Alcoa Inc. (NYSE: AA) has just lost its investment grade corporate credit rating after a downgrade from Moody's. The aluminum giant and DJIA component is now a junk bond rating as its unsecured credit rating was cut from the lowest investment grade rating of Baa3 down to Ba1. The outlook is now Stable, implying that the downgrade is now finished.
What is interesting about the downgrade is that the company wants to mention that this is based upon macroeconomic conditions. Moody's expects that the debt/EBITDA ratio will remain elevated in both 2013 and in 2014. The ratings agency expects relatively weak aluminum prices for the next 12 to 18 months.
Moody's first started this review back in December of 2013. The firm confirmed Alcoa's Ba2 preferred stock rating, but Moody's withdrew the company's Prime-3 commercial paper rating and assigned a Speculative Grade Liquidity Rating of SGL-1.
Alcoa responded, "While we are disappointed by Moody's decision today, we remain committed to maintaining our investment grade rating and will continue to execute on our strategy and our 2013 goal of generating positive free cash flow. We believe Moody's decision is a greater reflection of macroeconomic conditions and the volatility of metal prices than a true statement of the financial and operating strength of Alcoa. We have a strong balance sheet and liquidity position with limited near-term bond maturities."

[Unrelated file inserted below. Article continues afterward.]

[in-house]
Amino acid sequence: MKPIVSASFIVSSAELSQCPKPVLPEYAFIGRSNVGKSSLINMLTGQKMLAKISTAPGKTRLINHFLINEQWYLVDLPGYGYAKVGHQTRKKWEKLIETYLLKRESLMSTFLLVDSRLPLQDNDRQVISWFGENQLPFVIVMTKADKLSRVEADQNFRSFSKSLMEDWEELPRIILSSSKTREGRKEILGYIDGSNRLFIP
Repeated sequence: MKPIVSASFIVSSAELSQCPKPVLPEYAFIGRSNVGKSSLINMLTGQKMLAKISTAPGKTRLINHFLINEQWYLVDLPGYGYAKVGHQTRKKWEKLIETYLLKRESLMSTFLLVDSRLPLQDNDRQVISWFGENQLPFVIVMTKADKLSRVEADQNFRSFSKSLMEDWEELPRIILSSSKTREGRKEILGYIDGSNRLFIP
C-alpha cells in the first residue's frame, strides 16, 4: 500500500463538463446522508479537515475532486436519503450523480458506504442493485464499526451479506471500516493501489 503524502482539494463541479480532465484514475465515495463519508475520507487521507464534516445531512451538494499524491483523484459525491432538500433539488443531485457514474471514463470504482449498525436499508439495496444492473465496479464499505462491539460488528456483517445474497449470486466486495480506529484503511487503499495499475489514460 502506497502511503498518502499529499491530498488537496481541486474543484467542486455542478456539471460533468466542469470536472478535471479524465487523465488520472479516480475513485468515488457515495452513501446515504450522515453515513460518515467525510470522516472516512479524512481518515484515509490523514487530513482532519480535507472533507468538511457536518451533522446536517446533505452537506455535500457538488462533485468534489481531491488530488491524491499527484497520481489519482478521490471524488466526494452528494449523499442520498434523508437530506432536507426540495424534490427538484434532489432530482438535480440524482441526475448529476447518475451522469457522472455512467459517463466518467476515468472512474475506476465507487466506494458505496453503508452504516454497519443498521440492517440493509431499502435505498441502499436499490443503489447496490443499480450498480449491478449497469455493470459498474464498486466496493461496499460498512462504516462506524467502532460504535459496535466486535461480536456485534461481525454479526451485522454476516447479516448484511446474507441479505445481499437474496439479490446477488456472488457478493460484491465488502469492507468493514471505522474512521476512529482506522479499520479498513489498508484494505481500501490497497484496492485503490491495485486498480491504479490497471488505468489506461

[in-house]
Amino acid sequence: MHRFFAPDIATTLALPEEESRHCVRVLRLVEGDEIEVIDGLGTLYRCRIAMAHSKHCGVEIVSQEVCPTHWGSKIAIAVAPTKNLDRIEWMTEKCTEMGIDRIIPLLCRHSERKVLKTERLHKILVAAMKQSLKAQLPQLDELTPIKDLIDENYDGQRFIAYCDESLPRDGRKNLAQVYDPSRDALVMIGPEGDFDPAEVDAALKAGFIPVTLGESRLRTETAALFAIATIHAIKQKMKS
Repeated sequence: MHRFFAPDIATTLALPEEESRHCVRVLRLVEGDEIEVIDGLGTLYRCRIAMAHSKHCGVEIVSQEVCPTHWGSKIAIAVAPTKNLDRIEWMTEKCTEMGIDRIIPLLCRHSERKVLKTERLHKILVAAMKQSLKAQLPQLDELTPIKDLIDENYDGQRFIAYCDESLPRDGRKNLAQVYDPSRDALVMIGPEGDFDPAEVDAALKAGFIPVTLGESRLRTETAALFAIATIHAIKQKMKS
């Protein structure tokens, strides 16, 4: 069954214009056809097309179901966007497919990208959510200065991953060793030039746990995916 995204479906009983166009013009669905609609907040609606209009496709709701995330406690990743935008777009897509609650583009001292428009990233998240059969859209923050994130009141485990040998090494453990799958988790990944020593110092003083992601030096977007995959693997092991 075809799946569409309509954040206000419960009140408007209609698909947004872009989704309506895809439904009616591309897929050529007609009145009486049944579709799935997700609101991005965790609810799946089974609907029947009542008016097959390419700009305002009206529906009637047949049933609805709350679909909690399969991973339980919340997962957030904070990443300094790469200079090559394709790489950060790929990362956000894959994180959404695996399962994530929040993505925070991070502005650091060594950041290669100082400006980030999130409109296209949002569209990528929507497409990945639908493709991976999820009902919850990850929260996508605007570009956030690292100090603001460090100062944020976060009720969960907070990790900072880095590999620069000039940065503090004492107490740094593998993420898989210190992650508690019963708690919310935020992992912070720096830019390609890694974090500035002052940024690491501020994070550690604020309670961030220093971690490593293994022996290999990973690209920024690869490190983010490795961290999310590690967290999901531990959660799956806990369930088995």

Alcoa shares are not really reacting to the news. Shares closed down 1 cent at $8.58 against a 52-week trading range of $7.90 to $9.93. The only question to ask now is whether or not the Dow Jones Industrial Average will keep Alcoa since it is a junk rating and has become irrelevant to the DJIA performance.
Filed under: 24/7 Wall St. Wire, Active Trader, Analyst Calls, Metals Tagged: AA